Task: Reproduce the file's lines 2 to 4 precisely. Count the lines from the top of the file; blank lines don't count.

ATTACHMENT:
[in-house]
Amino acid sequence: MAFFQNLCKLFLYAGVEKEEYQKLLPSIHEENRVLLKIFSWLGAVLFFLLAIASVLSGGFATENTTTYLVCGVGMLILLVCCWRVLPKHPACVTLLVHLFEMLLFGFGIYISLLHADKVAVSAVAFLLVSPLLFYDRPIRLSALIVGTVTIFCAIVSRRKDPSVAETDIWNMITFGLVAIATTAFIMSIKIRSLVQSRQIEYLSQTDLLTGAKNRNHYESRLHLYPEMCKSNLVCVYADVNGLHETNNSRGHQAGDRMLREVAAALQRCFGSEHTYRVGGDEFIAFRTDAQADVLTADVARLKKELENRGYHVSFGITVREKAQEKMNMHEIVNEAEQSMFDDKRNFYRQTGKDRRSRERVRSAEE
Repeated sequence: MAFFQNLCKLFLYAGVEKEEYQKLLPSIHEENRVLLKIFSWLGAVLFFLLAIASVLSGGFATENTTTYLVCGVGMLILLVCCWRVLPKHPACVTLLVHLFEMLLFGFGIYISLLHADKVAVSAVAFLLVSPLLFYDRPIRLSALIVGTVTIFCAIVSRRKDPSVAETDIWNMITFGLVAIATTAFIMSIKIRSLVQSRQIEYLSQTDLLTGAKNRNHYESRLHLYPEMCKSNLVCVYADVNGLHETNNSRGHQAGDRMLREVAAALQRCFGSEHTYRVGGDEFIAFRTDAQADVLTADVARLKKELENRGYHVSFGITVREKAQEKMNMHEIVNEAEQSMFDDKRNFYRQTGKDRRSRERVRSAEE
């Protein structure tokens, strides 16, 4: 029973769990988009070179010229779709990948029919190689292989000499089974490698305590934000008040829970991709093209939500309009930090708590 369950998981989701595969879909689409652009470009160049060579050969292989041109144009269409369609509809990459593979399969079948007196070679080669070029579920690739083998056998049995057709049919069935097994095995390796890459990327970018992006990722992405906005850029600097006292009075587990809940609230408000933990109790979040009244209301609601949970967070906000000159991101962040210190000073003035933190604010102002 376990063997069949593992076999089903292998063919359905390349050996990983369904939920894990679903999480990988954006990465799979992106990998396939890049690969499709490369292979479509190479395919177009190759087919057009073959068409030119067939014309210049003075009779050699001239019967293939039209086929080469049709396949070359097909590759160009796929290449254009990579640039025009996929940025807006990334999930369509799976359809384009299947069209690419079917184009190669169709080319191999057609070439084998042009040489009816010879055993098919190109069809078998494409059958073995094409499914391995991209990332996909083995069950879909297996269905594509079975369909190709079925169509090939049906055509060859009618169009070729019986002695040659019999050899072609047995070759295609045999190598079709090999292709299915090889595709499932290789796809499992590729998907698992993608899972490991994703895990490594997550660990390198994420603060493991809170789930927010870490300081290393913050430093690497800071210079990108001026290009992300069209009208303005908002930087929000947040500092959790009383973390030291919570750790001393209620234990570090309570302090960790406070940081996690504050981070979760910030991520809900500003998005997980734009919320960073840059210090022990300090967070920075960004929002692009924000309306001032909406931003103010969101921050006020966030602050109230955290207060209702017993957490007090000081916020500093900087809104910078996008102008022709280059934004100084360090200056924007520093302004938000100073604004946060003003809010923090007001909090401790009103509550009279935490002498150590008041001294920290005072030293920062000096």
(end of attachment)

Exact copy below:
Amino acid sequence: MAFFQNLCKLFLYAGVEKEEYQKLLPSIHEENRVLLKIFSWLGAVLFFLLAIASVLSGGFATENTTTYLVCGVGMLILLVCCWRVLPKHPACVTLLVHLFEMLLFGFGIYISLLHADKVAVSAVAFLLVSPLLFYDRPIRLSALIVGTVTIFCAIVSRRKDPSVAETDIWNMITFGLVAIATTAFIMSIKIRSLVQSRQIEYLSQTDLLTGAKNRNHYESRLHLYPEMCKSNLVCVYADVNGLHETNNSRGHQAGDRMLREVAAALQRCFGSEHTYRVGGDEFIAFRTDAQADVLTADVARLKKELENRGYHVSFGITVREKAQEKMNMHEIVNEAEQSMFDDKRNFYRQTGKDRRSRERVRSAEE
Repeated sequence: MAFFQNLCKLFLYAGVEKEEYQKLLPSIHEENRVLLKIFSWLGAVLFFLLAIASVLSGGFATENTTTYLVCGVGMLILLVCCWRVLPKHPACVTLLVHLFEMLLFGFGIYISLLHADKVAVSAVAFLLVSPLLFYDRPIRLSALIVGTVTIFCAIVSRRKDPSVAETDIWNMITFGLVAIATTAFIMSIKIRSLVQSRQIEYLSQTDLLTGAKNRNHYESRLHLYPEMCKSNLVCVYADVNGLHETNNSRGHQAGDRMLREVAAALQRCFGSEHTYRVGGDEFIAFRTDAQADVLTADVARLKKELENRGYHVSFGITVREKAQEKMNMHEIVNEAEQSMFDDKRNFYRQTGKDRRSRERVRSAEE
């Protein structure tokens, strides 16, 4: 029973769990988009070179010229779709990948029919190689292989000499089974490698305590934000008040829970991709093209939500309009930090708590 369950998981989701595969879909689409652009470009160049060579050969292989041109144009269409369609509809990459593979399969079948007196070679080669070029579920690739083998056998049995057709049919069935097994095995390796890459990327970018992006990722992405906005850029600097006292009075587990809940609230408000933990109790979040009244209301609601949970967070906000000159991101962040210190000073003035933190604010102002 376990063997069949593992076999089903292998063919359905390349050996990983369904939920894990679903999480990988954006990465799979992106990998396939890049690969499709490369292979479509190479395919177009190759087919057009073959068409030119067939014309210049003075009779050699001239019967293939039209086929080469049709396949070359097909590759160009796929290449254009990579640039025009996929940025807006990334999930369509799976359809384009299947069209690419079917184009190669169709080319191999057609070439084998042009040489009816010879055993098919190109069809078998494409059958073995094409499914391995991209990332996909083995069950879909297996269905594509079975369909190709079925169509090939049906055509060859009618169009070729019986002695040659019999050899072609047995070759295609045999190598079709090999292709299915090889595709499932290789796809499992590729998907698992993608899972490991994703895990490594997550660990390198994420603060493991809170789930927010870490300081290393913050430093690497800071210079990108001026290009992300069209009208303005908002930087929000947040500092959790009383973390030291919570750790001393209620234990570090309570302090960790406070940081996690504050981070979760910030991520809900500003998005997980734009919320960073840059210090022990300090967070920075960004929002692009924000309306001032909406931003103010969101921050006020966030602050109230955290207060209702017993957490007090000081916020500093900087809104910078996008102008022709280059934004100084360090200056924007520093302004938000100073604004946060003003809010923090007001909090401790009103509550009279935490002498150590008041001294920290005072030293920062000096």